CleanCapital, Renewable IPP Complete Alaska’s Largest Solar Project


CleanCapital, a diversified clean energy company, has added an 8.5 MW solar project in Houston, Alaska, to its operating portfolio.

The solar project – the largest ever built in the state – was developed and constructed by Renewable IPP (RIPP), an Alaska-based solar developer. CleanCapital financed the project construction and serves as the long-term owner-operator of the site. CleanCapital’s investment also funded RIPP’s operations to accelerate the development of its pipeline in Alaska.

The solar farm was designed to minimize disturbance to the soil and vegetation. Unique features include a focus on land preservation and an engineering approach to handle Alaska’s extreme weather conditions. Affordable Wire Management implemented an above-ground wire strategy, with rugged metal cable hangers engineered to withstand corrosive environments and intense ice and snow loads.

Matanuska Electric Association will purchase cost-competitive power from the project to benefit its members. A loan from the Alaska Energy Authority also supported the project.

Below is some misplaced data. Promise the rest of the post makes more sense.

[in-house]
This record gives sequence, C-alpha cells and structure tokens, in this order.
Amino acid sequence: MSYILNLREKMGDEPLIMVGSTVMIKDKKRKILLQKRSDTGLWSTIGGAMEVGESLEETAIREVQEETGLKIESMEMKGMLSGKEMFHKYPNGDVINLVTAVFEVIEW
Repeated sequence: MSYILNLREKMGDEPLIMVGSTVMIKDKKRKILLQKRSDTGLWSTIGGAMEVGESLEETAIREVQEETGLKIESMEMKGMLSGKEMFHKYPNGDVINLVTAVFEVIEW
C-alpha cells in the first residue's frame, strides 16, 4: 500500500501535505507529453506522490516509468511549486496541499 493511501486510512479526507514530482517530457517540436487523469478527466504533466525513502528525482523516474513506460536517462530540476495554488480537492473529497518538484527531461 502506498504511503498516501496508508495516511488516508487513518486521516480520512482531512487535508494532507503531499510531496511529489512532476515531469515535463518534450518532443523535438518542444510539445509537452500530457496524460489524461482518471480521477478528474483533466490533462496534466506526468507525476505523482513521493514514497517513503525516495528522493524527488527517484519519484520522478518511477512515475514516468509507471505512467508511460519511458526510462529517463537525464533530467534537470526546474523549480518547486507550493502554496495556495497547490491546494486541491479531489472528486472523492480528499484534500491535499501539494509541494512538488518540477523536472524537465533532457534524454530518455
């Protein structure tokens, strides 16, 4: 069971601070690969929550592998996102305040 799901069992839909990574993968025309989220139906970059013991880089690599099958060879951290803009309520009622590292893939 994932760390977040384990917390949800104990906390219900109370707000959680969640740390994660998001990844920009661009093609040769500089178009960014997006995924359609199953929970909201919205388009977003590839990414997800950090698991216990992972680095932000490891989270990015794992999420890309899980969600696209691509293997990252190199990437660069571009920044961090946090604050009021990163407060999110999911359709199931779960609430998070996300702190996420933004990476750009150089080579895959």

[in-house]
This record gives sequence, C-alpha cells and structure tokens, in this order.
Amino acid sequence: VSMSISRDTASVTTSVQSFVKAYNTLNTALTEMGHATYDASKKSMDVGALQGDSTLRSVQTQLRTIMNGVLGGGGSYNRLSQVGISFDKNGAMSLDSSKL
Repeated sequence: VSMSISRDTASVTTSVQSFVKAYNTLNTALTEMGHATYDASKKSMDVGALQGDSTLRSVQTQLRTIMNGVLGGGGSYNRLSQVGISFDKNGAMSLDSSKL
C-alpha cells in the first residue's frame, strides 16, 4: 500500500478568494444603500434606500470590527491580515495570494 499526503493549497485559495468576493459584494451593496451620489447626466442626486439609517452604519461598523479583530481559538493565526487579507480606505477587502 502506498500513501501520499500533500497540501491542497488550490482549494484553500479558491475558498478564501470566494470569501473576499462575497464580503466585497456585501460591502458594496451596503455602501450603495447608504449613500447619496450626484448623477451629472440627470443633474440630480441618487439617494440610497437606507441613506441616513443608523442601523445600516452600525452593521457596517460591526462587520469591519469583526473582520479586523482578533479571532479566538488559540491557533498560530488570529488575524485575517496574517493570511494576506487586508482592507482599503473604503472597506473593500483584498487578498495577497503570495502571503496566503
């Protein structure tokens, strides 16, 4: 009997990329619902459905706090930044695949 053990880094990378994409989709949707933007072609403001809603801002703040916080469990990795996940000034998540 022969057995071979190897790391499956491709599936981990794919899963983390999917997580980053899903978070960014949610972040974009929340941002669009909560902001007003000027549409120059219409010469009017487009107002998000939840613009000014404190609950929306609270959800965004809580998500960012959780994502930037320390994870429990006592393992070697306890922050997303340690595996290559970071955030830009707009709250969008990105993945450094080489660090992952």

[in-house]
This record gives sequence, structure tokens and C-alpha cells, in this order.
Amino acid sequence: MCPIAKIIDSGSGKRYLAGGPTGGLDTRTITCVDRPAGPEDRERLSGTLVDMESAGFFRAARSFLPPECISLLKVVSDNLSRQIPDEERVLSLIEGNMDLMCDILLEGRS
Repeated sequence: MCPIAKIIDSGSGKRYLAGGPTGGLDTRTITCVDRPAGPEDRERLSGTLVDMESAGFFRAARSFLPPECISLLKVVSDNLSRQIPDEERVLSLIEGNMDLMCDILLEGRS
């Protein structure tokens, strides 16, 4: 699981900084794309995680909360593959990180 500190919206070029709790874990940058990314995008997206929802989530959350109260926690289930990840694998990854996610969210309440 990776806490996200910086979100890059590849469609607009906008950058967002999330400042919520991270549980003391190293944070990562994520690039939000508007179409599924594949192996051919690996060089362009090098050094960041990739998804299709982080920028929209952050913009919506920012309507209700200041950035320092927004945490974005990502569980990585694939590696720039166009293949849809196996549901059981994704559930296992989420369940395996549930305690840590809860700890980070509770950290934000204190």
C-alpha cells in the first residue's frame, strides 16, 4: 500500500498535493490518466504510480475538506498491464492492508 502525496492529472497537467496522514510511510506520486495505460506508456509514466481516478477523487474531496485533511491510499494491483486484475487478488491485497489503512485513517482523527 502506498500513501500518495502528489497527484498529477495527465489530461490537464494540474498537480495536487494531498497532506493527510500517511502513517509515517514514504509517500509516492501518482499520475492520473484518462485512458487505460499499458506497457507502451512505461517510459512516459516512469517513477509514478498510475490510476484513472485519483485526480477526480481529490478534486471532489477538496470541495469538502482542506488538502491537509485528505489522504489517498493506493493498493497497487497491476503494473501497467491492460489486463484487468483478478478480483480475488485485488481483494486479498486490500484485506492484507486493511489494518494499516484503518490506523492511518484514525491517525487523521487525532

While oil and natural gas are central to Alaska’s economy and remain Alaska’s primary energy sources, residents and state leaders alike recognize the need to diversify the state’s energy generation. Today, 70%-80% of South-Central Alaska’s power and most of its heat is generated using a single source: Cook Inlet natural gas. Producers of Cook Inlet natural gas have cautioned about depleting resources, and importing natural gas would further increase the region’s high energy costs.

Until now, the state had not built wind or solar projects at the scale needed to help the state meet its diversification and energy supply needs. The Houston solar project will help lead the way to a new energy mix within the state while providing lower-cost energy to the local community of the Matanuska-Susitna Valley.

“Since its inception, CleanCapital has been driven by a mission to accelerate the transition from fossil fuels to clean, renewable energy. I cannot imagine a better illustration of the importance of that mission than bringing solar to an oil and gas-centric state where the impacts of climate change are so vividly felt,” states Thomas Byrne, CEO at CleanCapital. “This project demonstrates the viability and economic rationale for adopting solar in Alaska, and we are proud to have played a role in building such a historic project.”

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